Precision Qubit Program

The Precision Qubit Program aims to position, control and read out the electron spin on a single P atom in silicon which acts as a quantum bit ot qubit. By integrating single electron transistors as read-out devices and microwave strip lines for coherent control we are able to both read-out and manipulate the electron spin. The major challenge gong forwards is to scale these devices to large qubit numbers whilst maintaining coherence of the electron spins.

Previous results have shown that we can position single dopant atoms in silicon with atomic precision (shown left) with a scanning probe microscope. Subsequent encapsulation by silicon molecular beam epitaxy activates the dopant in a substitutional site allowing the free electron to be used as the spin qubit. Patterning a nearby single electron transistor allows us to read out the spin state of this electron using spin to charge conversion.

Importantly the ability to control dopant location with atomic precision within a silicon crystal allows us to engineer devices completely out of regions of doped and undoped epitaxial silicon with no dielectric interfaces and far away from surface states. Simply by creating regions of high doping, separated by regions of no doping we can create nanowires down to ~1.5 nm widths that still exhibit ohmic behaviour. These wires are used as in plane gates to the single dopant devices. The resistance of tunnel gaps can also be controlled over many orders of magnitude simply by engineering the device dimensions.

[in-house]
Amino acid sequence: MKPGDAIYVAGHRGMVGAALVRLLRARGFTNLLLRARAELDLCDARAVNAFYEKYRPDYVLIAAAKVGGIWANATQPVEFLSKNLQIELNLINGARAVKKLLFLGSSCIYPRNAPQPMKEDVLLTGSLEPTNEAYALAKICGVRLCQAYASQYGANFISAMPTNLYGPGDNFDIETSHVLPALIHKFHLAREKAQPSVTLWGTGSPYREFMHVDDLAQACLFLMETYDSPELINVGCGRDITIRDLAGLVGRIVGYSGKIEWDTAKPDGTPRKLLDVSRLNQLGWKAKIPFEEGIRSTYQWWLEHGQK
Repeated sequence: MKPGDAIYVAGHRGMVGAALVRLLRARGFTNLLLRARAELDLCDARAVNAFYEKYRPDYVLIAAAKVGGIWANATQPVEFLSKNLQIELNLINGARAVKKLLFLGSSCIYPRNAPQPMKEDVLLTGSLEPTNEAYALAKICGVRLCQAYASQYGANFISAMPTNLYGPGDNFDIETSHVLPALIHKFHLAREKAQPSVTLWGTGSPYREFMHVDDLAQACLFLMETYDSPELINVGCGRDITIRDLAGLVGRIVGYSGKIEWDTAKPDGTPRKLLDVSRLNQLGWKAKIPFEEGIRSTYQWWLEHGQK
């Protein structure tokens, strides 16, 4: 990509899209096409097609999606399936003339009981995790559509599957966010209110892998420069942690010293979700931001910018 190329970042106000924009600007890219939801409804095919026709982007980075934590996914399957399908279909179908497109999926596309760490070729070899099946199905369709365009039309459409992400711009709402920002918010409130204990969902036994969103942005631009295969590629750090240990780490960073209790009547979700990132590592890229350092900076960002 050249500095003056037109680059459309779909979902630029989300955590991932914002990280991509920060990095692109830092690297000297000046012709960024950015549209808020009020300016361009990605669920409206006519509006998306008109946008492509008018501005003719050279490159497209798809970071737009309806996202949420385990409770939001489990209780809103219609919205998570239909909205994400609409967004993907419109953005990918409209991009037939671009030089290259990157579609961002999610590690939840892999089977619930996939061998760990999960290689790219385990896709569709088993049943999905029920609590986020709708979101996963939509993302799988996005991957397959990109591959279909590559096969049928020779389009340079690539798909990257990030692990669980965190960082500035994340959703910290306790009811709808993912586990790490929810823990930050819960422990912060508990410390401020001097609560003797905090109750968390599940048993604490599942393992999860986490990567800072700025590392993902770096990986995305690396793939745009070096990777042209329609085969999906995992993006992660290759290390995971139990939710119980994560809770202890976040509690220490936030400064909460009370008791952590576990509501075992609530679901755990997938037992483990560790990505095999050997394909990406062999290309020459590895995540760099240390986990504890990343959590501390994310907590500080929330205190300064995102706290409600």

The strong and abrupt lateral and vertical quantum confinement leads to dramatic changes in the silicon bandstructure. This leads to the observation of complex valley and spin physics in these atomic-scale devices, where despite the extremely small length scales created very small energy level splittings in the stability plots are observed (shown left).

Working closely with theoretical modelling groups at Madison Wisconsin, Purdue University, Sydney University, Liverpool University and the University of Melbourne we aim to understand all aspects of our devices from understanding the transport data, the surface chemistry, the complex spin behaviour and novel device architectures for scale up to large numbers of qubits.

Our future goals are to measure single shot read-out of an individual P donor in silison and extract the spin lifetimes, and to control the exchange interaction between pairs of spins to demonstrate a fully functional 2-qubit quantum logic gate. In parallel we will investigate the optimal method of qubit transport either by coherent transport by adiabatic passage, spin bus, or charge shuttling configurations. The ultimate goal is to demonstrate all the components of an in-plane all epitaxial 10 qubit architecture (shown left).